CO2 is an essential resource for plants. Outside the plants can access CO2 in its natural distribution. Since there’s no way to enclose the plants, they make do with atmospheric C02 level.
Atmospheric C02 level is about 400 parts per million (ppm), but the plants need between 1200-1600 ppm to yield more indoors. Thus, adding more C02 to a suitable level can improve yield and potency considerably.
That deficit might seem a little exaggerated because outdoor cannabis plants won’t use all the C02 in the air, but you’d rather have your plant swimming in C02 than lacking it.
C02 is an essential ingredient in the plant’s food-making process. During photosynthesis, the plant’s cells use carbon dioxide and energy from the sun to make sugar that the plant uses for growth and development.
The more the C02 concentration in the air, the higher the rate of photosynthesis and metabolism, and the faster the plant grows.
When the plant has enough food supply, it looks healthy and goes through the cycle much faster. When the food is scarce, the plant’s growth stalls, and it might suffer various deficiencies.
Thus, when your plants can access C02 in abundance, the plant will grow optimally and yield better.
Does CO2 Speed Up Flowering?
C02 speeds up photosynthesis and quickens the plant’s growth and development. Thus the plants will flower faster, and the buds will mature faster too. But adding C02 to your grow room shouldn’t entitle you to early flowering, still study the trichomes before you harvest.
Growers who supplement C02 do it to boost yields rather than quicken the flowering time.
Adequate C02 doesn’t dramatically speed up flowering. Most growers report one week earlier harvest, which isn’t a lot of time.
The vigor with which the plant grows when you supplement C02 is worth the trouble. The stems become more robust, the branches grow bigger, and thus more bud sites. When the buds begin to develop, the extra vigorous growth will manifest in more fattened buds.
If you want to hasten the development of your buds and reap bigger, then adding C02 is a better choice to make.
But the plan to increase C02 should be preceded by keeping other growth resources at the optimum.
Ensure the plant receives enough light of the right intensity, is well-watered, has sufficient air circulation, and has enough nutrients.
If these other factors aren’t tailored to meet the new hike in metabolism, then the added C02 can even hurt the progress of your plants. C02 increases photosynthesis and the metabolism of the plant. If you don’t have adequate lighting to match the high levels of C02, it’s most likely a wasted effort.
Does CO2 Shorten Flower Time?
A lot of factors influence how long you flower your plants. The plant’s genetics plays a bigger role as some strains flower faster than others. Adding C02 can reduce flowering by a few days to a week, but you shouldn’t rely on it to reduce your flowering time. Stick to observing the trichomes with a jeweler’s loupe to know when the time is suitable for the cut.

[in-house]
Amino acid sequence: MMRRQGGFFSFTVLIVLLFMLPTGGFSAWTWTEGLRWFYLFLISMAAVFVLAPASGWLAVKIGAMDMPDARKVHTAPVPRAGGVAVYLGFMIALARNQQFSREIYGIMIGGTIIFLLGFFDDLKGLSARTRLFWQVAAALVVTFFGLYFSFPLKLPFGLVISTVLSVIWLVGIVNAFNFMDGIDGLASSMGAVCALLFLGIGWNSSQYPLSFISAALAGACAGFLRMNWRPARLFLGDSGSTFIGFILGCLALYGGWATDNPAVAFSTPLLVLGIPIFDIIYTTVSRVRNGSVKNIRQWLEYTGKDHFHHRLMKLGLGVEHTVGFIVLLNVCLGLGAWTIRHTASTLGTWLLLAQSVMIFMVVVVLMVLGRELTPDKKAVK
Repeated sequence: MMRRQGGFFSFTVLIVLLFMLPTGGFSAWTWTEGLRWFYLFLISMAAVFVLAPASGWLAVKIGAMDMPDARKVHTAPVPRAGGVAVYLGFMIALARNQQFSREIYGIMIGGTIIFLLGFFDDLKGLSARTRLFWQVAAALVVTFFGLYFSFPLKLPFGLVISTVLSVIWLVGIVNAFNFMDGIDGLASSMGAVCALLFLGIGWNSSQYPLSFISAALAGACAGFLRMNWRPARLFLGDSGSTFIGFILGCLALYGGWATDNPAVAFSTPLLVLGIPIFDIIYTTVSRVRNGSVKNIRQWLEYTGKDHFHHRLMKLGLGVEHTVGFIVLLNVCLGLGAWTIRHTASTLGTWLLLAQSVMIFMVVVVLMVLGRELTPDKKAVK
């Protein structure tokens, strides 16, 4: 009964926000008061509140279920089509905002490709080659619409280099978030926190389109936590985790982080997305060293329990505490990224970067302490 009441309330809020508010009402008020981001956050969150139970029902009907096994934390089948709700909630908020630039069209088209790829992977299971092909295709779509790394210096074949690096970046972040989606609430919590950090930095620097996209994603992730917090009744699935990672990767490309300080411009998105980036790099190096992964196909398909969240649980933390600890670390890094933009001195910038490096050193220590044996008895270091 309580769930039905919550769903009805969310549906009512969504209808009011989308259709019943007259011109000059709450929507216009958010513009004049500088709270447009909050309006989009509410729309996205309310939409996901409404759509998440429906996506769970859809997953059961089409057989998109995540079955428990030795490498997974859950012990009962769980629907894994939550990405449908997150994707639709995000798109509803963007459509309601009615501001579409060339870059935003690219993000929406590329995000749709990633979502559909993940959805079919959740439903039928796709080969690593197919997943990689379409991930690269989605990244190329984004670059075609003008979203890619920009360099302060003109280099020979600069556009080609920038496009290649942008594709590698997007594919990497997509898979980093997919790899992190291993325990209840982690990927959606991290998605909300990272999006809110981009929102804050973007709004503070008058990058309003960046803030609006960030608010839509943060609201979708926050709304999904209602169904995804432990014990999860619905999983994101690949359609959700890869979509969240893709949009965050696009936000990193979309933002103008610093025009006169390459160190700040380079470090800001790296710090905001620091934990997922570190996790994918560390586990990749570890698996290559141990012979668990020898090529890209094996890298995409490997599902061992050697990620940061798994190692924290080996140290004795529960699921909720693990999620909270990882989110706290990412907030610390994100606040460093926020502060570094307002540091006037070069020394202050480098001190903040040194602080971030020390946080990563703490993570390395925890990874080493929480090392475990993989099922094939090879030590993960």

If the plant was supposed to flower for 70 days, do not hasten the process. If you assume you’re going to harvest earlier because of supplementing C02, then you might sabotage the last stages of the buds’ maturity.
It gets worse when you flush too early as you’ll end up denying the plant the resources they need for the last rush of maturing and potentiating the buds.
Thus, stick to the flowering period the seed company suggested. Stick to the timelines even after adding C02, and the buds seem bigger and healthier. You shouldn’t interfere with the flowering time.
The best way to reduce the flowering time of your cannabis plants is to begin with strains that flower for a shorter time. That way, you wouldn’t have to interfere with the plant’s natural bud-nurturing process just to flower sooner.
The problem with prioritizing harvesting sooner is that you lose sight of what’s essential. Yield and potency are what you should be worrying about most of the time.
Supplement C02 in your grow room to grow bigger buds and achieve a more significant yield. Then allow the buds enough time to mature so that they’re not only big but also potent.
However, if you want to go for a vacation and thinks of using C02 as means to make the buds develop and mature faster, you might not benefit much.
Note: You shouldn’t supplement C02 at night because the plant will not be carrying out photosynthesis. During the night, the plant respires, giving out carbon dioxide and taking in oxygen; thus, adding more C02 can be detrimental to the plant’s development.
Frequently Asked Questions About C02 Use In The Grow Room
You should stop using C02 three weeks into flowering. Also, you should stop adding if the levels are above 1600 ppm. Like with everything, too much C02 is poisonous. You should begin using C02 when the plants have rooted well. The third week of growth is an excellent time to start using CO2.
Too much C02 is harmful to the plants and humans operating in the grow room. When the level of c02 reaches 2000, the plants will begin to deteriorate and produce smaller buds, reducing yield.
Supplementing C02 will be more rewarding when done during the first 2-3 weeks of flowering. During this time, the plant is stretching and creating new bud sites. The additional C02 is instrumental to this growth.
In conclusion, adding C02 stimulates photosynthesis and metabolism. It creates an increased growth rate, earlier maturing crops, increased potency, and better yield.
However, when you increase the level of C02, also ensure the levels of other key growth factors are within the sweet zone of the plant. Light intensity, water, nutrition, and grow room humidity must be at the optimum for the added C02 to make any difference.